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Is a V10 Challenger SRT10 slated for production?

I saw something at the recent SEMA Show that really blew my mind. Displayed in a prominent spot at the always mouth watering Mopar Performance exhibitor location was a bright red ’08 Challenger. To a casual passer by it appeared to be a slightly warmed over SRT8 dressed up with larger rolling stock and a shaker hood.

But if you walked past this one and headed for the racks of MP cross ram intake manifolds, cylinder heads and crate engines, you’d have missed the small insignias on the shaker bubble reading “Viper Powered”. Yep, this was a factory assembled Challenger with a Viper V10! I gave it a close look and it’s amazing how the big Viper mill was nestled into the engine bay without any obvious redesign work of the firewall or engine compartment. Frankly I was looking for a big notch or even a tunnel to accommodate the long V10, but the stock firewall contours and shape were unchanged.

I had to know more so I asked who was responsible and the MP guys pointed to Tom McCarthy, a product engineer for the exciting Street and Racing Technology (SRT) group. Tom said he and the SRT crew worked under three strict rules as they merged the V10 and the Challenger: 1. the external architecture of the V10 engine had to remain stock, there could be no modifications that would require new induction, rocker cover, or cylinder head tooling. 2. there could be no changes to the Challenger’s “body in white” structure, in particular the fire wall, and 3. they had to make it look production ready. The guys really pulled it off! This thing looked showroom ready.

Based on an ‘08 SRT8 pre-production prototype that was slated to be crushed, I was amazed to hear Tom describe that the firewall didn’t require any reworking to accept the long Viper V10, an amazing stroke of luck since there’s no doubt the LX wasn’t designed with V10 power in mind. Hemis, yes. Viper mills, not so much. Tom said the only custom fabrication required was stuff like a one-piece driveshaft, specific engine mounts, cooling system brackets and simple bits that can be stamped from steel or cast in aluminum if this thing goes into production.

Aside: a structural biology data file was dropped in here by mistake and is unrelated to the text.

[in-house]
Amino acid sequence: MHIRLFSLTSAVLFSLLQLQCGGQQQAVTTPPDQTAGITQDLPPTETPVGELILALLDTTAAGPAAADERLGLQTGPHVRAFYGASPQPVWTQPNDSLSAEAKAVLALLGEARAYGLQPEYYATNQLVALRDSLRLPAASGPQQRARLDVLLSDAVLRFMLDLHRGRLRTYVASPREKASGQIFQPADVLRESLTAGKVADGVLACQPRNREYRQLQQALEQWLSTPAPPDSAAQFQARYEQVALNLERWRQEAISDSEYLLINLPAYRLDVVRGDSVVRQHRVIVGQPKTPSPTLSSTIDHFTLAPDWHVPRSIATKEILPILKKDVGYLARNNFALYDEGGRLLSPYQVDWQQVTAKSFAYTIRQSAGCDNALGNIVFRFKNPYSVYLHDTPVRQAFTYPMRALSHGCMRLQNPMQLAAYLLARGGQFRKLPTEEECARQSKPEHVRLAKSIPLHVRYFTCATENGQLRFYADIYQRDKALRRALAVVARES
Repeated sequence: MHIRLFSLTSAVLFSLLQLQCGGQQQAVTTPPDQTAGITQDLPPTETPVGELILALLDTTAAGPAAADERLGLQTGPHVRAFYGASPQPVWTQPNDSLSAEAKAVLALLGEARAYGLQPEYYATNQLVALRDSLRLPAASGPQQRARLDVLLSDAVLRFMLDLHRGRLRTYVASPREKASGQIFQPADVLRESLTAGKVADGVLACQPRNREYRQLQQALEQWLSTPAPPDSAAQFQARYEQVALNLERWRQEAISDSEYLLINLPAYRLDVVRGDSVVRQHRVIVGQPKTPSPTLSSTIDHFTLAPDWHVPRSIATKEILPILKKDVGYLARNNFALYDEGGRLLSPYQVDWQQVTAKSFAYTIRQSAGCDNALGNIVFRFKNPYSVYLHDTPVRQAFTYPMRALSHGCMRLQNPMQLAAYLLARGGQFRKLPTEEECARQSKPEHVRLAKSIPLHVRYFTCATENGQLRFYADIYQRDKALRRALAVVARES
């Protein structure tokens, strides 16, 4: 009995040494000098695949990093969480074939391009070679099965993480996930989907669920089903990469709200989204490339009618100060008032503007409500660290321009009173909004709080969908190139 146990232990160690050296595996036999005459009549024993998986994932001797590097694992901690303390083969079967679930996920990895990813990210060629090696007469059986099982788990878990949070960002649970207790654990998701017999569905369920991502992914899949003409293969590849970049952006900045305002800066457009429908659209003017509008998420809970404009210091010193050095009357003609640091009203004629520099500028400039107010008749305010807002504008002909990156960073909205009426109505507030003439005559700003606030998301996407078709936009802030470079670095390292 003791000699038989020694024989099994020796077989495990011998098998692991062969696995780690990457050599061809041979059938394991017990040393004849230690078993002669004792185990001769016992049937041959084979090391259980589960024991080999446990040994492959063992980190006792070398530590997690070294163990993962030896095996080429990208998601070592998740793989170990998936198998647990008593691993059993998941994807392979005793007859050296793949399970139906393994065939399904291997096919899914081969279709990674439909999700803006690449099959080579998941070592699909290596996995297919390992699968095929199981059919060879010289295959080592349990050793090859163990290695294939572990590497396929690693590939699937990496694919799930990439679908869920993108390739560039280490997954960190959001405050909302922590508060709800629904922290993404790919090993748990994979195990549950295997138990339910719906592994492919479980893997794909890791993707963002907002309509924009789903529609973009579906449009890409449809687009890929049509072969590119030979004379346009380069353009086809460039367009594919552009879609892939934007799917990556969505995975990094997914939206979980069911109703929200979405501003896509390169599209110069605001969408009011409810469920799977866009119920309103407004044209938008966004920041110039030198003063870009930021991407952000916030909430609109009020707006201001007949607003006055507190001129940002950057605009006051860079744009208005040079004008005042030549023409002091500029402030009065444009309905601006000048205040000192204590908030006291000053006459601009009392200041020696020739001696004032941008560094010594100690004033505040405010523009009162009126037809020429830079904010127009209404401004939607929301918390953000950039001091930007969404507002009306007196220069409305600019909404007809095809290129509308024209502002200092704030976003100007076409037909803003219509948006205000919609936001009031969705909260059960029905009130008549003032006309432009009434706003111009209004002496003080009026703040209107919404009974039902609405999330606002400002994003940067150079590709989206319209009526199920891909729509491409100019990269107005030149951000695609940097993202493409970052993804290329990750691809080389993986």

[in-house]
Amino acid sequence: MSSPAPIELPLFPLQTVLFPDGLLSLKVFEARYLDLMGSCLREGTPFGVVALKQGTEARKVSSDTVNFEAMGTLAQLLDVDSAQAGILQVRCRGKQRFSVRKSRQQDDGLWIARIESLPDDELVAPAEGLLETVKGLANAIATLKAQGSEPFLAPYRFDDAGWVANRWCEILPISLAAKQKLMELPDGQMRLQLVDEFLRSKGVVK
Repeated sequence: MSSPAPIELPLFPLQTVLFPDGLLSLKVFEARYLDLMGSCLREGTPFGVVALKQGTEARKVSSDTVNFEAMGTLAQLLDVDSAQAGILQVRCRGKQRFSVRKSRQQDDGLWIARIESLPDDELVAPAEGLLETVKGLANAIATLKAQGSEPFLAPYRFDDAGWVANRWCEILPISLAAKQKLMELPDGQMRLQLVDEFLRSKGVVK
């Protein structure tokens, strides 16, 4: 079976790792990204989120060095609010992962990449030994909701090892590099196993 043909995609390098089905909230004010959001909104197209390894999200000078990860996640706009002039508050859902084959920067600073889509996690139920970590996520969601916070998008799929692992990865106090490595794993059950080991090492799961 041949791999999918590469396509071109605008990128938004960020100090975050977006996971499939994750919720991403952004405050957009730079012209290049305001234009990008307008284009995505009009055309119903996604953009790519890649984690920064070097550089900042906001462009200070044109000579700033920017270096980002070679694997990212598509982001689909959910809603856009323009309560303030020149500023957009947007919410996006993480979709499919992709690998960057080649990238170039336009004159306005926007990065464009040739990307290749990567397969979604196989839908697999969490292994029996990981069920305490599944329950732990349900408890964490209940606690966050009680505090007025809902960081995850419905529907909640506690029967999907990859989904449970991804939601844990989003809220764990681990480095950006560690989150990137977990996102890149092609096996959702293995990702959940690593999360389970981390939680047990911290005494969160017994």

And just like the drive train overkill featured on first generation Challengers with their beefy 8 ¾ and Dana 60 rear axles, the 2008 SRT8 rear differential and half shafts under this V10 mule had been updated to 2009 goodies to ensure durability. It seems Chrysler has upgraded the gears, bearings and added a four-pinion differential with limited slip for 2009. This stuff wasn’t ready back in 2008 so that’s why the debut-year ’08 Challenger SRT8 – with its crazy 425-horse 6.1 Hemi had no limited slip but instead relied on electronic brake caliper modulation to tame wheel spin. But all V8 Challengers – 5.7 and 6.1 alike – share this much improved rear axle unit for 2009.

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